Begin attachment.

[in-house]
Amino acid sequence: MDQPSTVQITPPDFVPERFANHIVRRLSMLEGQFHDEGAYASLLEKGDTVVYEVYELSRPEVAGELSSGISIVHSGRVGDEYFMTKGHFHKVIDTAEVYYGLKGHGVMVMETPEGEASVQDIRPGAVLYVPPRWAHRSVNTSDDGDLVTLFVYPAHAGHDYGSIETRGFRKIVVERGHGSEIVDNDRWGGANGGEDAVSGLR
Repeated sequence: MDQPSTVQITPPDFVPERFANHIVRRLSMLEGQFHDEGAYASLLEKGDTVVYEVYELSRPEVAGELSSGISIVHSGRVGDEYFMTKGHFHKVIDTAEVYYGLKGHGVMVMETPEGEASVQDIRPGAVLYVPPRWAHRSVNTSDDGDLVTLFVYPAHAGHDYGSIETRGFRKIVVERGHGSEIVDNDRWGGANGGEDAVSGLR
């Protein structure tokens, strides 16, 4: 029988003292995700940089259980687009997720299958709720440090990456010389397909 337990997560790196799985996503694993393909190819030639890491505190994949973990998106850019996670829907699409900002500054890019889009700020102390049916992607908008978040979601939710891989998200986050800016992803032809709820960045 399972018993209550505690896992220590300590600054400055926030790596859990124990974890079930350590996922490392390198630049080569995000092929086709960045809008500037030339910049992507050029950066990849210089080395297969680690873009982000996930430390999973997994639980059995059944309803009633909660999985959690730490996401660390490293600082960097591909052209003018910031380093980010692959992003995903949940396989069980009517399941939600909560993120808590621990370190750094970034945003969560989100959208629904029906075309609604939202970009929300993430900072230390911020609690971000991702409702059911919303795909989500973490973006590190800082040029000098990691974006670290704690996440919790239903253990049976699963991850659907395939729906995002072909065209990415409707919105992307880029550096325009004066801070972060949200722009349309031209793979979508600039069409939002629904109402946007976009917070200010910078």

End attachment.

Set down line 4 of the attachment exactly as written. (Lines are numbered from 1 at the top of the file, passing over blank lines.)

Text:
């Protein structure tokens, strides 16, 4: 029988003292995700940089259980687009997720299958709720440090990456010389397909 337990997560790196799985996503694993393909190819030639890491505190994949973990998106850019996670829907699409900002500054890019889009700020102390049916992607908008978040979601939710891989998200986050800016992803032809709820960045 399972018993209550505690896992220590300590600054400055926030790596859990124990974890079930350590996922490392390198630049080569995000092929086709960045809008500037030339910049992507050029950066990849210089080395297969680690873009982000996930430390999973997994639980059995059944309803009633909660999985959690730490996401660390490293600082960097591909052209003018910031380093980010692959992003995903949940396989069980009517399941939600909560993120808590621990370190750094970034945003969560989100959208629904029906075309609604939202970009929300993430900072230390911020609690971000991702409702059911919303795909989500973490973006590190800082040029000098990691974006670290704690996440919790239903253990049976699963991850659907395939729906995002072909065209990415409707919105992307880029550096325009004066801070972060949200722009349309031209793979979508600039069409939002629904109402946007976009917070200010910078």